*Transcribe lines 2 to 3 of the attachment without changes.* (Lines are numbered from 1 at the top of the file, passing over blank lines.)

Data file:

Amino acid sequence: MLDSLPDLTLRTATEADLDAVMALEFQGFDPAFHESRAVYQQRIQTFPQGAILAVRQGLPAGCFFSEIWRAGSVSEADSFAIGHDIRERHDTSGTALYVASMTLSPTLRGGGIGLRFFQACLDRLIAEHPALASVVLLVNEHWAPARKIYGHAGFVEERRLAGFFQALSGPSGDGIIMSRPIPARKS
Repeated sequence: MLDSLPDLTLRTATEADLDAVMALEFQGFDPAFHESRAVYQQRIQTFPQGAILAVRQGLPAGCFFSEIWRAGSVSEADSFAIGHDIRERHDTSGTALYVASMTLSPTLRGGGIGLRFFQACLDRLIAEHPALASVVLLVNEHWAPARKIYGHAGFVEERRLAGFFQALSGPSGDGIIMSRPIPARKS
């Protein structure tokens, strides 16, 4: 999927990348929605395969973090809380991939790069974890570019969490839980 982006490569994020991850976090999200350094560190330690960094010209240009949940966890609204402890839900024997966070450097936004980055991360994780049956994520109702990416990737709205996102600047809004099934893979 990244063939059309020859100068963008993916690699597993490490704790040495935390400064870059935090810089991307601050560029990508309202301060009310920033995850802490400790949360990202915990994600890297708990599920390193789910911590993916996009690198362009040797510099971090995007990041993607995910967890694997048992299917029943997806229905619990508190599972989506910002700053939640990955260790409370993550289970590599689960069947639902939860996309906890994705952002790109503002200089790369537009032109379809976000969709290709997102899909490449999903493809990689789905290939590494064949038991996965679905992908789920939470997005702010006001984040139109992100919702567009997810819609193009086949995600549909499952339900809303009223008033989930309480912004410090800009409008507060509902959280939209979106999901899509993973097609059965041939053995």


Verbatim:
Repeated sequence: MLDSLPDLTLRTATEADLDAVMALEFQGFDPAFHESRAVYQQRIQTFPQGAILAVRQGLPAGCFFSEIWRAGSVSEADSFAIGHDIRERHDTSGTALYVASMTLSPTLRGGGIGLRFFQACLDRLIAEHPALASVVLLVNEHWAPARKIYGHAGFVEERRLAGFFQALSGPSGDGIIMSRPIPARKS
């Protein structure tokens, strides 16, 4: 999927990348929605395969973090809380991939790069974890570019969490839980 982006490569994020991850976090999200350094560190330690960094010209240009949940966890609204402890839900024997966070450097936004980055991360994780049956994520109702990416990737709205996102600047809004099934893979 990244063939059309020859100068963008993916690699597993490490704790040495935390400064870059935090810089991307601050560029990508309202301060009310920033995850802490400790949360990202915990994600890297708990599920390193789910911590993916996009690198362009040797510099971090995007990041993607995910967890694997048992299917029943997806229905619990508190599972989506910002700053939640990955260790409370993550289970590599689960069947639902939860996309906890994705952002790109503002200089790369537009032109379809976000969709290709997102899909490449999903493809990689789905290939590494064949038991996965679905992908789920939470997005702010006001984040139109992100919702567009997810819609193009086949995600549909499952339900809303009223008033989930309480912004410090800009409008507060509902959280939209979106999901899509993973097609059965041939053995």